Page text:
Sounds good to me, now I just have to build a device that generates an inverse gravity feild. I have a feeling that it's going to be a little more complex than wiring up an electromagnet backwards.
No matter what drive we use, I would think that the first stop would have to be the moon. And to get there comfortably, we need to throw out the idea that a ship has to be a certain shape. With no atmosphere to create drag and aerodynamic effect, the ship can be any shape or size you want. The limiting factors would be mass vs. thrust values and center of balance. If the drive is balanced properly, you could weld old tug boats together and fly that to the moon. This is of course a overstatement. I would see a robust and flexible design as a central core or frame work resembling a transmission tower. At one end, a set of thrust engines and at the other attitude thrusters. A control cabin to fly the ship and fuel tanks. You could then attach cabins and storage containers to the skeletal structure to configure the ship for what ever the specific perameters of the mission are. If you attached a fairly powerful tug type craft, you could also take containers or prefab units from the ships structure and land them on the moon.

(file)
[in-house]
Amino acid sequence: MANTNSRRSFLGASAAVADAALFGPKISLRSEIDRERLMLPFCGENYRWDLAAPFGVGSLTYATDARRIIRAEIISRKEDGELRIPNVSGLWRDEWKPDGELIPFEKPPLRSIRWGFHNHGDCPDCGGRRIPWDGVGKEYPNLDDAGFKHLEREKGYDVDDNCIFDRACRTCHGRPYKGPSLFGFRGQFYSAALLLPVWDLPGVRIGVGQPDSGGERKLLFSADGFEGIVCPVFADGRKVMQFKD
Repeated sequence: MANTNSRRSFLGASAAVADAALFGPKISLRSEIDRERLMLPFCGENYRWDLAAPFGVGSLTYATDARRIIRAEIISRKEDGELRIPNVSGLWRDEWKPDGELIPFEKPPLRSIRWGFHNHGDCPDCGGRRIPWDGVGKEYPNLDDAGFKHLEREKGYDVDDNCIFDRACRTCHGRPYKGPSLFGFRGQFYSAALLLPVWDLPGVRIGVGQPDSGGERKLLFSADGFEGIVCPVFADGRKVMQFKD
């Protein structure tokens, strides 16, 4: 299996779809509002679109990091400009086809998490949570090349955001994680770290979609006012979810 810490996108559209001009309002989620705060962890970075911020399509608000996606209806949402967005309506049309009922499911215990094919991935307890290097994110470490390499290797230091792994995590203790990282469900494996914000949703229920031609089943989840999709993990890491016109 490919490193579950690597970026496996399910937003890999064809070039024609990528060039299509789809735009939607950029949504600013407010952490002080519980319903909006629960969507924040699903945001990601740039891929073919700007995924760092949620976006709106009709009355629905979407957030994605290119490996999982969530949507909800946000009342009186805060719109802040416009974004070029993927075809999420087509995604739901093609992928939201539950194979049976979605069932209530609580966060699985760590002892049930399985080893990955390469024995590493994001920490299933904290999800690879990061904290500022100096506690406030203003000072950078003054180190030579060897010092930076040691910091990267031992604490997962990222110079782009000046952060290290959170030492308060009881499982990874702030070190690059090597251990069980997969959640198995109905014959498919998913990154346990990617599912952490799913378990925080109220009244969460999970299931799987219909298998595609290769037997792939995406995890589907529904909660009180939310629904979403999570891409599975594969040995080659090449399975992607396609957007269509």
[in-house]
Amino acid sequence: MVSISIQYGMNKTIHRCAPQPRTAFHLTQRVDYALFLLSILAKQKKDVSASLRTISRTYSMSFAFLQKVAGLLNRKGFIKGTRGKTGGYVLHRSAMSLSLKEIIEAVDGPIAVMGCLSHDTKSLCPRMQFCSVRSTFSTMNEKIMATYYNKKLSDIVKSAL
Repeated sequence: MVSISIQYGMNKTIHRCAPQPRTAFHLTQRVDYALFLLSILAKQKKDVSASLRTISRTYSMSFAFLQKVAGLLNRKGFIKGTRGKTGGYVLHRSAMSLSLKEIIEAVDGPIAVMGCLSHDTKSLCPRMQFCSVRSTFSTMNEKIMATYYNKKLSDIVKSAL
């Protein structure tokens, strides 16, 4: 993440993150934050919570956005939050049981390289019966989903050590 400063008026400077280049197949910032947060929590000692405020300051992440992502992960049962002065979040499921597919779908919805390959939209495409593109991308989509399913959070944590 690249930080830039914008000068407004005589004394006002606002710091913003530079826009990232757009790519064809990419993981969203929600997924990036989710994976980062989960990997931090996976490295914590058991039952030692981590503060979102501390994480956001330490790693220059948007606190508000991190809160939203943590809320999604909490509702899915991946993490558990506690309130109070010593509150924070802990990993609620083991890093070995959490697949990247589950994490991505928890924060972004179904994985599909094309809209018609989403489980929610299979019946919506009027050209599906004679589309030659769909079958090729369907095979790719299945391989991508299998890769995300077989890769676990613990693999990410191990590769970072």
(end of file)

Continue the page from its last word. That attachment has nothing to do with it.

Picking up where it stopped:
I truly don't think that an advanced drive system is going to happen until we get off the planet and onto the lunar surface. Until we get past the atmosphere and Earth's gravity well to a place where we can study the real differences in gravitational effect and thrust in a vacuum, we don't know what we're up against.



posted on Aug, 21 2007 @ 07:31 PM
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Are people here serious about actually building a space ship?;D You do know that Nasa can hardly afford one space suit, how are you all going to build a whole space ship?;p


Hey ZikhaN why ask taxpayers to pay ?

There are huge mining multinationals with massive financial resources who could stand to benefit hugely. I am sure if convinced they could fund this. It would pay however for society to draw up a charter of rules and obligations for all extraterrestrial commercial interests to abide by.